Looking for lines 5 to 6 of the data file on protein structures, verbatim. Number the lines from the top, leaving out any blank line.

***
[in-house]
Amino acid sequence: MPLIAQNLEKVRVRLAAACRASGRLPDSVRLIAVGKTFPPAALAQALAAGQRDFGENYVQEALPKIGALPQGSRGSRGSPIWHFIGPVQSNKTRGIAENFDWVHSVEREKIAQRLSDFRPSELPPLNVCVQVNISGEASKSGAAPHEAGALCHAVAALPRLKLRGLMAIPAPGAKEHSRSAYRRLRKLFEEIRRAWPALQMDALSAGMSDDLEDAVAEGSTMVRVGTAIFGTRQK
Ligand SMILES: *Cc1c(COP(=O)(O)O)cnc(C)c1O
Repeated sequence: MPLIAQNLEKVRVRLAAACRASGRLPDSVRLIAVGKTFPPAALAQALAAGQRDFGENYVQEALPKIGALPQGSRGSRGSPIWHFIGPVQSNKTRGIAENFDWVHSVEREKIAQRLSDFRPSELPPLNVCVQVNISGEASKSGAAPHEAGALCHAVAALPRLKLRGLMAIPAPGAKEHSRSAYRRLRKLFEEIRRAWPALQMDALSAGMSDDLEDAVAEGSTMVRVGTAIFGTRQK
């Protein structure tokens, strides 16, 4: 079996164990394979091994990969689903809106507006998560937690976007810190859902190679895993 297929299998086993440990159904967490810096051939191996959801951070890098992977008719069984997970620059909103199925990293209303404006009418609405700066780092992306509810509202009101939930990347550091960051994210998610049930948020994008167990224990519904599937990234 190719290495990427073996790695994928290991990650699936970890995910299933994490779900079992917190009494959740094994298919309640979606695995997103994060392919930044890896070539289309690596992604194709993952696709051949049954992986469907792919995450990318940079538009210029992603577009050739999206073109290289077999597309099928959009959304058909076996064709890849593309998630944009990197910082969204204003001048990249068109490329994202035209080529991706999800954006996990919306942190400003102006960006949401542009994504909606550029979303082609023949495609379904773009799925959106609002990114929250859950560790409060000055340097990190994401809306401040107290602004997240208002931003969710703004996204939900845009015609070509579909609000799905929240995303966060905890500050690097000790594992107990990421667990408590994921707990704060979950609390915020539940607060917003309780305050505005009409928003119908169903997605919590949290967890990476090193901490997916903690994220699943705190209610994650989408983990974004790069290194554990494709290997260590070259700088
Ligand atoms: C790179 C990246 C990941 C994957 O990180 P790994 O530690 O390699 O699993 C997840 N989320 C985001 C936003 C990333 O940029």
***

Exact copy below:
């Protein structure tokens, strides 16, 4: 079996164990394979091994990969689903809106507006998560937690976007810190859902190679895993 297929299998086993440990159904967490810096051939191996959801951070890098992977008719069984997970620059909103199925990293209303404006009418609405700066780092992306509810509202009101939930990347550091960051994210998610049930948020994008167990224990519904599937990234 190719290495990427073996790695994928290991990650699936970890995910299933994490779900079992917190009494959740094994298919309640979606695995997103994060392919930044890896070539289309690596992604194709993952696709051949049954992986469907792919995450990318940079538009210029992603577009050739999206073109290289077999597309099928959009959304058909076996064709890849593309998630944009990197910082969204204003001048990249068109490329994202035209080529991706999800954006996990919306942190400003102006960006949401542009994504909606550029979303082609023949495609379904773009799925959106609002990114929250859950560790409060000055340097990190994401809306401040107290602004997240208002931003969710703004996204939900845009015609070509579909609000799905929240995303966060905890500050690097000790594992107990990421667990408590994921707990704060979950609390915020539940607060917003309780305050505005009409928003119908169903997605919590949290967890990476090193901490997916903690994220699943705190209610994650989408983990974004790069290194554990494709290997260590070259700088
Ligand atoms: C790179 C990246 C990941 C994957 O990180 P790994 O530690 O390699 O699993 C997840 N989320 C985001 C936003 C990333 O940029």